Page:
As we were walking to our bus after touring a new school under construction, I noticed a group of about 5 - 6 children who were playing with a piece of styrofoam. It had been broken into many different pieces so that each child could have their own piece.

My thought at the time was that this piece of styrofoam was a treasure to them. They waved it to us as if to say, "Look at this!" "Look what we have!" They were so proud of their "toy". If only kids in America could be happy with a piece of styrofoam.

As our bus pulled away, these same children chased after the bus, waving their styrofoam.

Thursday, October 15, 2009

2 Months Home!!

It feels like just yesterday that we met Samson for the first time. It seems like just yesterday when we saw the fear in his eyes and felt the resistance in his body language as his nannies handed him over to our family. It seems like just yesterday when we boarded a plane to come home with the most amazing gift ever - a new son. We were in love!!!
But what was he thinking? Where did he think he was going? I can only imagine what was going through his head! Poor thing - it's understandable that he would be afraid! The whole time I was thinking, "if he gives us a chance, he will learn to trust and love us as his forever family. No more disruptions. No more moves. Just give us a chance to show you the love of a forever family."
2 months ago, we left as a family of 5 and came home as a family of 6. It seems like just yesterday but at the same time, it feels like he has been with us forever.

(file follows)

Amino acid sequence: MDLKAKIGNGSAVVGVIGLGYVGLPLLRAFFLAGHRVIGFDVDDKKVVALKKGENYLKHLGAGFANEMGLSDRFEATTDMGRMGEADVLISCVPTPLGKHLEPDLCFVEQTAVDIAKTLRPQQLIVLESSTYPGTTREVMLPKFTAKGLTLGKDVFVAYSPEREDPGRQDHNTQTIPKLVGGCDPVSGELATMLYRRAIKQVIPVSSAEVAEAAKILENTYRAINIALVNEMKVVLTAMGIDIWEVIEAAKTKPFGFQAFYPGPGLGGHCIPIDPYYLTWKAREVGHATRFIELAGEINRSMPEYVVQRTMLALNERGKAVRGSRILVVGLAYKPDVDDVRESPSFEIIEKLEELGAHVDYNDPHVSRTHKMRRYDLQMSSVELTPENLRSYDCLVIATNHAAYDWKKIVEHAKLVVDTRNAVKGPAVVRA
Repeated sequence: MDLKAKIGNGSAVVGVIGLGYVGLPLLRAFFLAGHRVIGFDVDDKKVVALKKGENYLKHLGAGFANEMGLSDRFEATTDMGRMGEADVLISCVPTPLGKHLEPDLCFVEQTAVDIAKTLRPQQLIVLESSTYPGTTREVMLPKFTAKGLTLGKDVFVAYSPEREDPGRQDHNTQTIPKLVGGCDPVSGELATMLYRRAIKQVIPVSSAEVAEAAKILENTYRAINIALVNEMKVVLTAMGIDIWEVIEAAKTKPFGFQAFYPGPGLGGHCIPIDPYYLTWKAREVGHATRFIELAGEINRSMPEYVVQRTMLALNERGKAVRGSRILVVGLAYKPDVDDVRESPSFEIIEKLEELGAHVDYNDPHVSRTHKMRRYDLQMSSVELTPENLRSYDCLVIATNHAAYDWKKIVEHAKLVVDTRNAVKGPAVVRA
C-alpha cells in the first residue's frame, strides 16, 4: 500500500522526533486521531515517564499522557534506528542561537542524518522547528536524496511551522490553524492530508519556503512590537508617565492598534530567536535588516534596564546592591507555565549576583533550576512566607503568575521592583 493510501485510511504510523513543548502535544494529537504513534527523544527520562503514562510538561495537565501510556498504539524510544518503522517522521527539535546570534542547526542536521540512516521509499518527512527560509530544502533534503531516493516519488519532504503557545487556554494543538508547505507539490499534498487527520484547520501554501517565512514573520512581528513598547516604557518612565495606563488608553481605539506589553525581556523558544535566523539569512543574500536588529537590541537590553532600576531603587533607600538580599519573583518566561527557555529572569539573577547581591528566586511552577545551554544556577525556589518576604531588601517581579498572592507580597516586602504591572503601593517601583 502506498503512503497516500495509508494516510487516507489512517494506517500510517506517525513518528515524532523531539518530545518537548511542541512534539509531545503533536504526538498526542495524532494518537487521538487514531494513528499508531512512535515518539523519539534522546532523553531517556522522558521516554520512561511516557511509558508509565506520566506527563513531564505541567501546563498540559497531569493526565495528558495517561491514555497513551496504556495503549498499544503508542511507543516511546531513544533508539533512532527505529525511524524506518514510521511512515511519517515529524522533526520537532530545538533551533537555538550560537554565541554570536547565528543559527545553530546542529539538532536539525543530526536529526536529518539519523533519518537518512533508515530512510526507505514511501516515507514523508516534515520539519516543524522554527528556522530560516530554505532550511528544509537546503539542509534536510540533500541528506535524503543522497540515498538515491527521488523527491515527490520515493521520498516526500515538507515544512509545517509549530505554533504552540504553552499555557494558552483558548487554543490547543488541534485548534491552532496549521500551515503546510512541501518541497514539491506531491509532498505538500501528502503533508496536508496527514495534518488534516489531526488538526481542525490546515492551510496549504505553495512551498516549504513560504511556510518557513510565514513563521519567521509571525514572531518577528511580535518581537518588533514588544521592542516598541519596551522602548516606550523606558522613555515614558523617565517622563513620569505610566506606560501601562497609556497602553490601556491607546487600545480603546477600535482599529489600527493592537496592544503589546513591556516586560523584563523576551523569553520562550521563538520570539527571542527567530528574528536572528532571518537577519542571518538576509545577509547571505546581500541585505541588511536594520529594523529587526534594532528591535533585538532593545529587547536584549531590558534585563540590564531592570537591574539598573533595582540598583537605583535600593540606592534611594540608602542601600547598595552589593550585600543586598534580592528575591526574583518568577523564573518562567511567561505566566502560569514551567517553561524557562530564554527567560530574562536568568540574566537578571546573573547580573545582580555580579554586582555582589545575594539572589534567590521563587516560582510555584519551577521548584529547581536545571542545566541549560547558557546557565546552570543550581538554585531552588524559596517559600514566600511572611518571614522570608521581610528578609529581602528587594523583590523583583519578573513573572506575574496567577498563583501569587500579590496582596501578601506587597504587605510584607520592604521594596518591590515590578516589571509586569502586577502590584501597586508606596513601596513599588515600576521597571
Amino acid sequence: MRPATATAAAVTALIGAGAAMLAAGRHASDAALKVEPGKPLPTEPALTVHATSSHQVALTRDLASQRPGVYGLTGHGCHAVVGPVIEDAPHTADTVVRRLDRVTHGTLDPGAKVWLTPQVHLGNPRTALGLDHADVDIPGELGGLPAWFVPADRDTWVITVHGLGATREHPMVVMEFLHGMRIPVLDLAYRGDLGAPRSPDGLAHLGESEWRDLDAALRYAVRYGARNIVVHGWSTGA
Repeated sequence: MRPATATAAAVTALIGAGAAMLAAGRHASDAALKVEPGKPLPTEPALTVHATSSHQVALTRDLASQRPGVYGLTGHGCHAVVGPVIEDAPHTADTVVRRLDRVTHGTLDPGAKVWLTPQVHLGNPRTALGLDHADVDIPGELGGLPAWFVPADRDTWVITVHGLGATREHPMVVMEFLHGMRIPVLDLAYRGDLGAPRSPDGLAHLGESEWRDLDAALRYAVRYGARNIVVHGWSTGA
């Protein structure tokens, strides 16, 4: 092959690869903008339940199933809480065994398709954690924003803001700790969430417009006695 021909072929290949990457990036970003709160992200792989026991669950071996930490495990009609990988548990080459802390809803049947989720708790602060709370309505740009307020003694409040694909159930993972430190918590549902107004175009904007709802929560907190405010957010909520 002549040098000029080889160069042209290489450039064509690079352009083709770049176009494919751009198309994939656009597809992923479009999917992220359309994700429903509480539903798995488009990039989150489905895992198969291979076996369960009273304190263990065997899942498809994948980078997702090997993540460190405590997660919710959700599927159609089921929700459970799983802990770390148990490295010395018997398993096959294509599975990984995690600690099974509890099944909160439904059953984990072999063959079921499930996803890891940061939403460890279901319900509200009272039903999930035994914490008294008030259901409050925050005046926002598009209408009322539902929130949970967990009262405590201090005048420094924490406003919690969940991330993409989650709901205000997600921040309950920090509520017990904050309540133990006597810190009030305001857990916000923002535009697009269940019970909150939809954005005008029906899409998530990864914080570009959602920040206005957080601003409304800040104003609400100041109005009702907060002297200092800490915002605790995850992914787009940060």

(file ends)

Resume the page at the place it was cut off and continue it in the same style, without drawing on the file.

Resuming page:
Some of the changes we have seen in 2 months:

When we came home, he only understood his language and we communicated using sign and body language. 2 months home, he fully understands what we ask of him and his English is growing by leaps and bounds. Some common phrases and words he says:
"Mommy, watch this!" "Daddy, look at me!" (when he wants to show off one of his many talents)

When he sees or hears an airplane, with finger raised in the air, he shouts out, "Airplane! Airplane!"

"That's Yunnie's!" Yunnie is what they called him at the care center and when he claims something as his, he calls it Yunnie's.

He can say his ABCs and count to 10.

He is extremely independent and says, "I want to do it" to almost everything, including turning on and off light switches, dressing and undressing himself, applying his own lotion, changing his own diaper, applying his own shampoo. He wants to be in control of everything!

Some English words and phrases that are cute:
"Sammyson" (Samson)
"base a mint" (basement)
"Kee Kee George" (Curious George)
"Opsiea" (oops)
"lo shun on" (I want to put my own lotion on)
"Olawfia" (He still says this for Olivia)

Physcial changes:
He has grown over 2 inches!

He continues to grow stronger. After two months home, he can pull himself up on our bed, go down a slide sitting up instead of laying down and he also climbs stairs more on his own instead of asking to be carried.

And the most rewarding changes we have seen are in the area of attachment:

When we were first home, he would wave "bye bye mommy" when I left the house.

2 months home, he clings to me when I try the leave the house.

When we were first home, he fought hard not to be put down for nap time.
2 months home, he snuggles in and molds to my body for nap time and sings lulabyes along with me.

When we were first home, he would allow us to kiss him but would not give kisses.
2 months home, he gives out many kisses, sometimes unsolicited.

When we were first home, he would go to just about anyone.
2 months home, he prefers his mommy and daddy.

And the list can go on.....

We are so LUCKY - our family is overflowing with love!!!!

Sunday, October 4, 2009

First Fall

This is Samson's first time to experience the beauty of fall - pumpkins, changing leaves, apple orchard and a hike through the woods. Check out our scarecrows and flowers: